/Racial tension taints election

Racial tension taints election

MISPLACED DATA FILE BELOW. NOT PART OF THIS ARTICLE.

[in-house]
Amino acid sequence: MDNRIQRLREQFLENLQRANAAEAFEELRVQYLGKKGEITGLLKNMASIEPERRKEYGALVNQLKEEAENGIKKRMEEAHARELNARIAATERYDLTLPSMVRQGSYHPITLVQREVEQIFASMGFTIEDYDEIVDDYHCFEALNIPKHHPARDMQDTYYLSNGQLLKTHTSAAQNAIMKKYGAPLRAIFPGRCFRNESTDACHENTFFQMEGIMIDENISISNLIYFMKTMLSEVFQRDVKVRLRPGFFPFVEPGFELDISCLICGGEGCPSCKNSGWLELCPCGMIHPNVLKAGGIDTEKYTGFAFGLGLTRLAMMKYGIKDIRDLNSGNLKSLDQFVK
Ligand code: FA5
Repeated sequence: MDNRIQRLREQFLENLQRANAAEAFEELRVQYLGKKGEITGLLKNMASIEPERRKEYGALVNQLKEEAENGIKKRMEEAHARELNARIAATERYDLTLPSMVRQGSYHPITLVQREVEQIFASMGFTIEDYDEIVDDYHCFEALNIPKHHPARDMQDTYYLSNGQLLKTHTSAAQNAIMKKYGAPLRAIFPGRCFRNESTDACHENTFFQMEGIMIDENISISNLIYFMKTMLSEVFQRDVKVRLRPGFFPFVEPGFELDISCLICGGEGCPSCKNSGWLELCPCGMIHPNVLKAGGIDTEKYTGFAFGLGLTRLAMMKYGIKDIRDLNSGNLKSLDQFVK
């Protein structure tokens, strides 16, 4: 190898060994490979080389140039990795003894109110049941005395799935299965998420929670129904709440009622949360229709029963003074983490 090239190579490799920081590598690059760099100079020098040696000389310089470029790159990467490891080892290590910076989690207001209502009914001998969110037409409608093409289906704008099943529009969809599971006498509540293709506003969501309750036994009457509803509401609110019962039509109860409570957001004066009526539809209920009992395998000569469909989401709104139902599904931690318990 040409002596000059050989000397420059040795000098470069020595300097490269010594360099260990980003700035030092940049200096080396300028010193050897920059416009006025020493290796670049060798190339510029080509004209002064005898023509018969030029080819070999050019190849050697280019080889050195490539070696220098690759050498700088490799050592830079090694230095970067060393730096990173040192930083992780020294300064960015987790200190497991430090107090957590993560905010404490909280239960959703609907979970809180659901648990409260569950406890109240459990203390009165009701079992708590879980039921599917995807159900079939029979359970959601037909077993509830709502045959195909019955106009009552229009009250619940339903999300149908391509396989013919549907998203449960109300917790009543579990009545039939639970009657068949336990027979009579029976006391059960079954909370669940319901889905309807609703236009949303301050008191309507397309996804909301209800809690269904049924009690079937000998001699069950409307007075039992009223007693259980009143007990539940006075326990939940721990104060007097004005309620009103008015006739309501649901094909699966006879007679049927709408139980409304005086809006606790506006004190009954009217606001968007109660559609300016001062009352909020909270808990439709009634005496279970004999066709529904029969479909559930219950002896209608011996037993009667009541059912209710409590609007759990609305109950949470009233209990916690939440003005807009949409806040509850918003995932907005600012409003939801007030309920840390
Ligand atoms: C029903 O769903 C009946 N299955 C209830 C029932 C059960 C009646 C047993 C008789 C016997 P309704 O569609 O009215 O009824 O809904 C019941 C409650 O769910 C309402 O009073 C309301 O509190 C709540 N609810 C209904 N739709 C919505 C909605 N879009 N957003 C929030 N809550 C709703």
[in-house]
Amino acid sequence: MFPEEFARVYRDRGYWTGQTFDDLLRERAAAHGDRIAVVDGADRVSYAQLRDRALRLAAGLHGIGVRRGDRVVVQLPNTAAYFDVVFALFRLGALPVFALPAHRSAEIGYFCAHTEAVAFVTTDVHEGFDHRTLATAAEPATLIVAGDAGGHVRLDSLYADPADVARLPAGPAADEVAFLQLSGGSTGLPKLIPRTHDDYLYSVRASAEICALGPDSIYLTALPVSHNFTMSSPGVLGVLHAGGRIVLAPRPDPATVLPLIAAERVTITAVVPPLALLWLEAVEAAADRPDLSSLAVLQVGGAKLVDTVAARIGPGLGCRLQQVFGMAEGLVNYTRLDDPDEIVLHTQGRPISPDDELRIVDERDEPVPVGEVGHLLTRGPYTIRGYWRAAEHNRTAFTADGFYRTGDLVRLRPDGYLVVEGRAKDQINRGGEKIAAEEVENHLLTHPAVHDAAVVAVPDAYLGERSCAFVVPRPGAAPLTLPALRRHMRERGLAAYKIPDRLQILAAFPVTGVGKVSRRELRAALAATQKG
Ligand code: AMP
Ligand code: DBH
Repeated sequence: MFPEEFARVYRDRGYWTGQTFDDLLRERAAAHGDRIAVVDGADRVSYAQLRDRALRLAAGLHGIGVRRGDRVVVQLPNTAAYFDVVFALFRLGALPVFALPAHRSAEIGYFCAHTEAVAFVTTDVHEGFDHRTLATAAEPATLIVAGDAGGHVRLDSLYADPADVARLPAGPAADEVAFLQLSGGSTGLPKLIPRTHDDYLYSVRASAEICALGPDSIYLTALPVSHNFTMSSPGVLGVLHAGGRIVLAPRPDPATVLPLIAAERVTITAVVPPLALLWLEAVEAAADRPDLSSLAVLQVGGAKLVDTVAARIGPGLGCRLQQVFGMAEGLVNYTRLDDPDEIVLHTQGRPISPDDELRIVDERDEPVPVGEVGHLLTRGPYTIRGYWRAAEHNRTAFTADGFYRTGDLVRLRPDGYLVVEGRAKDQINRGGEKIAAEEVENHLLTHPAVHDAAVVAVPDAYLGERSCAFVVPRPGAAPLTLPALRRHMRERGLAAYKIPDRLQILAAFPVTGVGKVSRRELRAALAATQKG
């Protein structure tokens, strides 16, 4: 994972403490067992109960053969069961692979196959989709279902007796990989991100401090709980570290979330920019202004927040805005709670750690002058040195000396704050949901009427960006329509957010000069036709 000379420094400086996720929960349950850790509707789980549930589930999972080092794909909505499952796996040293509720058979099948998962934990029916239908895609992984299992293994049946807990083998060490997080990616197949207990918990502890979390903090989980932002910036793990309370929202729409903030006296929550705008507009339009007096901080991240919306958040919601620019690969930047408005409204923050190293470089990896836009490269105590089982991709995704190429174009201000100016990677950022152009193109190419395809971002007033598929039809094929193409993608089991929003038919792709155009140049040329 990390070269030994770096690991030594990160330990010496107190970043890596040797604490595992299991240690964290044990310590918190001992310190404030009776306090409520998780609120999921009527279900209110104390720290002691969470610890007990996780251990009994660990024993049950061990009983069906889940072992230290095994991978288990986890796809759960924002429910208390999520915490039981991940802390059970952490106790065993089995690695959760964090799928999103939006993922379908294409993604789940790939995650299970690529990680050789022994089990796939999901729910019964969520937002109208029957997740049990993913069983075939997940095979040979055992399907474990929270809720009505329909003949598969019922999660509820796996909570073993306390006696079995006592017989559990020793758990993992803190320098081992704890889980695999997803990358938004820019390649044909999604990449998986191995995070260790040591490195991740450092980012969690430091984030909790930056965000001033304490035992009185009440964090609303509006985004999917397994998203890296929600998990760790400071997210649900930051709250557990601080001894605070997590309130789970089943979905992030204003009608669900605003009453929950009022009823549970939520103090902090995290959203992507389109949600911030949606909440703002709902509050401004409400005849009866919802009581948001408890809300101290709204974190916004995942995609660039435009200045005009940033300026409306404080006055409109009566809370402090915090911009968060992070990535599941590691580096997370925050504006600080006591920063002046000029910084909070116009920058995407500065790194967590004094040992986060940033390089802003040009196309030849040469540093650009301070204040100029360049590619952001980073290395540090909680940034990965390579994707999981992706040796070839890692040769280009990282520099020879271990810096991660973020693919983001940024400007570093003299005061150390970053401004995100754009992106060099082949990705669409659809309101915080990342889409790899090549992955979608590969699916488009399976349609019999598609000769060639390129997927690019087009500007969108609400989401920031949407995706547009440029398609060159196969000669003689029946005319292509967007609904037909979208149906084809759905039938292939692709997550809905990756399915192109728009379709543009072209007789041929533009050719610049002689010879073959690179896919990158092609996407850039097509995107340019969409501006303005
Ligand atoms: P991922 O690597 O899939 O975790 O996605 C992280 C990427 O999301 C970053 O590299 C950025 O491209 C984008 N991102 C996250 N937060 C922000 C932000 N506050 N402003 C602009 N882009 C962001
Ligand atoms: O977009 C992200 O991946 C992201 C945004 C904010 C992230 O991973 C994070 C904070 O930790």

Note uses a racial epithet to refer to Donald J. Trump, the winner of the recent presidential election. The note also contains an indecipherable message at the bottom. Johnson stated that she felt both fearful and incredulous immediately. Johnson shared her fear with Mississippi Today. Johnson said that she doesn’t know many people in the area. Johnson, a Natchez native who has lived in Belhaven’s Jackson neighborhood for around a year, said it felt like they were watching me. Johnson stated that the note was racist and presumptuous. She posted the note immediately to her Facebook and wrote to the mysterious note-leaver, “You don’t even know who my vote was for. You don’t know how I could vote for Trump. Johnson might report to the Jackson Police Department. The incident comes amid anger by many in Mississippi and across the country about Tuesday’s presidential election which saw Trump upset Hillary Clinton and become America’s 45th President-elect. This was the most heated contest in recent history. Trump’s pledge to ban Muslims from entering America, his description and treatment of Black Lives Matter protesters, as well as his statements and behavior towards women, often pit Trump and his supporters against Clinton. Protests against Trump’s ascension broke out in many cities including Chicago and Seattle. Some of these protests resulted in property destruction. In Oakland, some businesses had smashed windows after demonstrations. According to Oregon Public Broadcasting’s, police in Portland had many encounters with self-described Anarchists who broke windows and graffitied buildings. A music journalist created a Twitter montage titled “Day 1 in Trump’s America” Thursday. It features “a collection tweets about racist episodes POC(people of color) are now facing now that Trump has been elected.” One image shows a white woman and man in blackface standing in front of a Confederate battle banner. Other users share stories of racist encounters since Election Day. One user shared that her mother requested that she not wear the hijab, which is a head covering worn by some Muslim women in public. Several incidents on college campuses were caused by hostility towards minorities. These included incidents at Texas State University and San Jose State University. Mississippi’s colleges, universities and schools have been calm. A message reading “Black lives don’t matter” and “Black votes don’t matter” was posted in Durham, N.C. on the intersection’s walls. Mississippi is a place where politics and race are intertwined. In some cases, election season struck a similar tone. The flames set fire to Hopewell Baptist Church in Greenville, and the words “Vote Trump!” were spray painted on its sides. Although investigators believe the fire was arsonist-related, they have yet to make any arrests. Mississippi Today heard from Greenville residents that the arsonist wanted to profit from political tensions in the area, as well as racial tensions. “Everyone is wondering if it was hate crime. Clarence Green, Hopewell bishop, said that it was not a hate crime. But I encourage all members of our congregation to vote. And I am a Democrat. We’ll leave this at that.” In downtown Meridian, vandals defaced the E.F. Young Hotel with political messages including “Black Lives Matter,” Trump Vote,” Save the bees and Killary. The Meridian Star reported that three juveniles of color were arrested by police and charged them with property vandalism. The Rev. The hotel was once home to Dr. Martin Luther King Jr. Rep. Young believes that the vandalism to his family’s hotel was not an isolated incident but reflects the mood of the nation, much like the Greenville residents react to the Hopewell fire. “I don’t believe that anything was specifically targeted at the Young family. It was clearly targeted at the black community, I believe. Young stated that the country was at a great split with the messages Donald Trump has been sending. This statement was made before the election. Young suggested that the best healing step was for the children’s families who were caught injuring the building. However, no such offer has been made. Trump addressed “the wounds that divide” in his victory speech. Trump said to his supporters, “To all Republicans, Democrats, and independents across the nation, I say that it is time for me to call on you all to unite as one united people.” Trump stated that Caitlin Johnson had received 186 comments on her Facebook post and been shared 100 times. Although one person claimed Johnson’s posting the post would cause racial tension, the majority of feedback has been positive. She said, “It makes it feel good that people support me.”